Rock Island Armory Ultra FS at USPSA

It’s time to get busy. After a layoff of nearly two years, Sunday I headed out to Sioux Falls Practical Shooters to shoot a club level USPSA match. As it turns out, this was the best attended match that club has ever had, with 55 shooters, some driving up from as far as Sioux City to attend. How’d I shoot? Both better and worse than I expected.

Let’s start with my gear, which was excellent. I’m still using the same Safariland ELS belt I used for Single Stack Nationals in 2013, because it’s awesome. All my pouches are also the Safariland pouches, but my holster now is a one-off I got from Annette that attaches directly to the belt. It’s purple, but I don’t care because it’s also a pretty awesome holster for single stack.

My main match gun continues to be the Rock Island Ultra FS 1911, which scored a perfect 100 on our 1911 review. I’ve upgraded it with a Techwell TGO to help on reloads, and that’s it. It went through 134 rounds of Freedom Munitions American Steel at the match, bringing the total to 2208 without a failure of any type. There is some serious devil magic in this gun.

On to my match performance itself. I made the decision at the start of the day that I wanted to shoot aggressively, move aggressively, and essentially stay on the throttle the whole match. My rational behind this was that coming off of two years, the best way to shake of the rust would be to kick the tires and light the fires. Especially since this was a club match, so the penalty for massive failures wouldn’t be a huge loss or anything. I accomplished my mission of shooting aggressively, and my stage times were usually only a few seconds shorter than the Open shooters that ended up beating me at the match. Ultimately, I won Single Stack (out of 4 shooters woooo) but more importantly I finished 6th overall out of 55. I know that combined results aren’t an official USPSA score, but to me when you’re shooting small club matches, you should care about your finish in the overall. Of the 5 shooters who beat me, 4 were in Open, and one was in Limited.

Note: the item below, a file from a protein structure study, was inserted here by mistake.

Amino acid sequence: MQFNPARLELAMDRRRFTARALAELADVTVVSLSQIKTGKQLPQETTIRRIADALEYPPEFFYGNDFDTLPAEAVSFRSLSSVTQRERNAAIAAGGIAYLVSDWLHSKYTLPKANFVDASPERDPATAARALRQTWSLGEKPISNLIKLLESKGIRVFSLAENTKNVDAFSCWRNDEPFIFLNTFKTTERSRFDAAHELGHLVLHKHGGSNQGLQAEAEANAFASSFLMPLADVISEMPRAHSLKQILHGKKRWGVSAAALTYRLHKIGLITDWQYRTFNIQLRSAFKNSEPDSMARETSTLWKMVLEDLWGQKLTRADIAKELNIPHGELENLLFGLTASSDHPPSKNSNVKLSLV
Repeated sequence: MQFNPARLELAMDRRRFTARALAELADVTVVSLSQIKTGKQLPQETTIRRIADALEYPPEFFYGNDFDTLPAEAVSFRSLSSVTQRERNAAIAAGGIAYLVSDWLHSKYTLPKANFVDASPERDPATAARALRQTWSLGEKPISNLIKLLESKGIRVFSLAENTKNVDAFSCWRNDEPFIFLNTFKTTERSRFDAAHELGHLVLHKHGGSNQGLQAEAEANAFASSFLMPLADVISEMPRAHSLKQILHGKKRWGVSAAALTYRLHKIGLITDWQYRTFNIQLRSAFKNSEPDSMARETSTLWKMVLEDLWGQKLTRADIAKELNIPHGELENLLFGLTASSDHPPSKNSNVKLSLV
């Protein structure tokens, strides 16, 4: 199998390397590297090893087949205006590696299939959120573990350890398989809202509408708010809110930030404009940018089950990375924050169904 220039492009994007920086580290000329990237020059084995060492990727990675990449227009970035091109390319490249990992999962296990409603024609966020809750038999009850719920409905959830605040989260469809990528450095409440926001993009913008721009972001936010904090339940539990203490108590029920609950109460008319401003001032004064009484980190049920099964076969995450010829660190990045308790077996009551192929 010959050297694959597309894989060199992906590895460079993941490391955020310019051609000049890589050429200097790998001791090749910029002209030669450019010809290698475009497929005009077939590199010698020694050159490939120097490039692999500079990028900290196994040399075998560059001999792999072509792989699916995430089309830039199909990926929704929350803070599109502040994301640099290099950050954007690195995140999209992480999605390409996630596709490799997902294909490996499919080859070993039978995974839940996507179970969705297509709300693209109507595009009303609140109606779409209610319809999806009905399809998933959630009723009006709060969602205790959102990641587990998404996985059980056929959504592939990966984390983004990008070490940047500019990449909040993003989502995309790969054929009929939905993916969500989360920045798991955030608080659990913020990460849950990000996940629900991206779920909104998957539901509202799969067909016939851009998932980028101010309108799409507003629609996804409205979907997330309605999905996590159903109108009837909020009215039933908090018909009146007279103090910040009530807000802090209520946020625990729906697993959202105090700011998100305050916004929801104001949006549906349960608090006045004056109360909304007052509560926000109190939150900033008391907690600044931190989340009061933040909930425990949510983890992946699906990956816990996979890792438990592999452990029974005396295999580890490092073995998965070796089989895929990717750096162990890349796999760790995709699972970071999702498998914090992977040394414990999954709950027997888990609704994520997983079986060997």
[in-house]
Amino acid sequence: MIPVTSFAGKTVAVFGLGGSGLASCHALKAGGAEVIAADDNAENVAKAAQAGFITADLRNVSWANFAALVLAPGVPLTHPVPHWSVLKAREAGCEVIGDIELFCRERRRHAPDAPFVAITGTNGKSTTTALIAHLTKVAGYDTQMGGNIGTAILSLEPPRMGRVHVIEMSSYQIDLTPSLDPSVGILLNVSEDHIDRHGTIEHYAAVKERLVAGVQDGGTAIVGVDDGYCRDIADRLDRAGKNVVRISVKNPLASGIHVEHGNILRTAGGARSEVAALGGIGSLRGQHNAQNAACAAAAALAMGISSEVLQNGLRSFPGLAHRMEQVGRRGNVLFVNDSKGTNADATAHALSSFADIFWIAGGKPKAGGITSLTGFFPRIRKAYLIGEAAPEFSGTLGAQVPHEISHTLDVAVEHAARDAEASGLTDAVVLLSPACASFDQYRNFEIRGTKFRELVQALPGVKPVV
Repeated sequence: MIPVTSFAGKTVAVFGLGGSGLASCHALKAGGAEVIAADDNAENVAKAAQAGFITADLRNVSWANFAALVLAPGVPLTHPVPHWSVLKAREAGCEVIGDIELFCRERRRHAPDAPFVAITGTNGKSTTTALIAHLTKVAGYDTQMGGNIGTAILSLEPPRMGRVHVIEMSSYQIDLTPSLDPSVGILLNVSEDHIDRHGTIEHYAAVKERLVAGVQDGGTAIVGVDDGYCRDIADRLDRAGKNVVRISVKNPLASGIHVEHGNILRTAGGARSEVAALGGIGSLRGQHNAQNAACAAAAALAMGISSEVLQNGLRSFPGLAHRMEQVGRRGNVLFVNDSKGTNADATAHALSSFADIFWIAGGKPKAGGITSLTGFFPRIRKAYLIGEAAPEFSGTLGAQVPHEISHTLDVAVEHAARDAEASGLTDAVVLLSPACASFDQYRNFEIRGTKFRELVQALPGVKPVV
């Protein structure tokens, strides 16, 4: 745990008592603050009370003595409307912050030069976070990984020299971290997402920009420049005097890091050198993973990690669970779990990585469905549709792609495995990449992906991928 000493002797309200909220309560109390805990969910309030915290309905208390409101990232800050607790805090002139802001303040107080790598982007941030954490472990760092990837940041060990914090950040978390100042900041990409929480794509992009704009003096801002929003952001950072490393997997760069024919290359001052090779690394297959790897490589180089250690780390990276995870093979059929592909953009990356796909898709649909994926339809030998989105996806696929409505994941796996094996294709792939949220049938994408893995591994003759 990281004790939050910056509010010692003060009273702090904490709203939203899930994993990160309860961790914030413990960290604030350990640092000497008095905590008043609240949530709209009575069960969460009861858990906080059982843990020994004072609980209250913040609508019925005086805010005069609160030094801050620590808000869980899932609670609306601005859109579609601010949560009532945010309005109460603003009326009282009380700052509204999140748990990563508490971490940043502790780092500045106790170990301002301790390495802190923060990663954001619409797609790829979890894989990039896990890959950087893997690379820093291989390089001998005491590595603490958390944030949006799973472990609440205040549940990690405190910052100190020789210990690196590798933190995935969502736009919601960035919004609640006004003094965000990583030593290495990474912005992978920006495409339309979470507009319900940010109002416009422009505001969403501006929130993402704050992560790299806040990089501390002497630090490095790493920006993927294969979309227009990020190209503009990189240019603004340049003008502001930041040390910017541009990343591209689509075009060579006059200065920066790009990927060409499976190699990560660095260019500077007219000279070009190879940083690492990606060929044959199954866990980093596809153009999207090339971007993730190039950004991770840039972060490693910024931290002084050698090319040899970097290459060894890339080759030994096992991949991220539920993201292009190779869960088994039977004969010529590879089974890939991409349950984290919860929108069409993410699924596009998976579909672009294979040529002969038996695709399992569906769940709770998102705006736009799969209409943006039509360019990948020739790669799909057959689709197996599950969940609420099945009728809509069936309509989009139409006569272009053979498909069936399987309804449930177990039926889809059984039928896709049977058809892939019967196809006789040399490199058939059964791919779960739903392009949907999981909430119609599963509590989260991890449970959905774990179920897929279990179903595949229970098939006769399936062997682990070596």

The result of my aggressive stage plans was that I did make mistakes. I shot a no-shoot, and I had two mikes during the match. One during the classifier and one on a different stage; but the point was to go hard and see where I would have issues.

Interestingly, one of the side effects of pushing hard was that for the first time in a long time, I was generally happy with my movement through the stages. That’s the first time I can recall in a while where I’ve been pretty pleased with how hard I hit my positions and how much shooting on the move I did. The problem areas for me cropped up when I was shooting at partials and low percentage targets; I found myself taking far too long to confirm my sight picture than I actually needed to. I think at the range today I’ll do some work on partials and focus on shooting as much of the available A-zone as I can.

Overall? Pretty happy with the match. I’m sure as the season goes on I’ll get more critical of my ability to perform, but for now I liked how things went down. I identified some trouble areas that I can work on at the range, so today I’ll be hitting Badlands to do just that.


  1. Interesting to hear that you consciously stepped on the throttle and had a good match. Most of the time when shooters set a goal of trying to consciously control speed, they out shoot their sights and things go tits up in a hurry. Were you pushing the actual shooting, or just the movement?

    1. Mostly the movement; as I mentioned in the post there were a few places where I took too long to get on the sights on targets. I was TRYING to push the shooting as well, and had some success. But I also outran my sights a couple of times, most notably on the no-shoot and the hardcover mike I ate.

  2. It will come.
    And, if it doesn’t come quickly enough, watch this before your next classifier.

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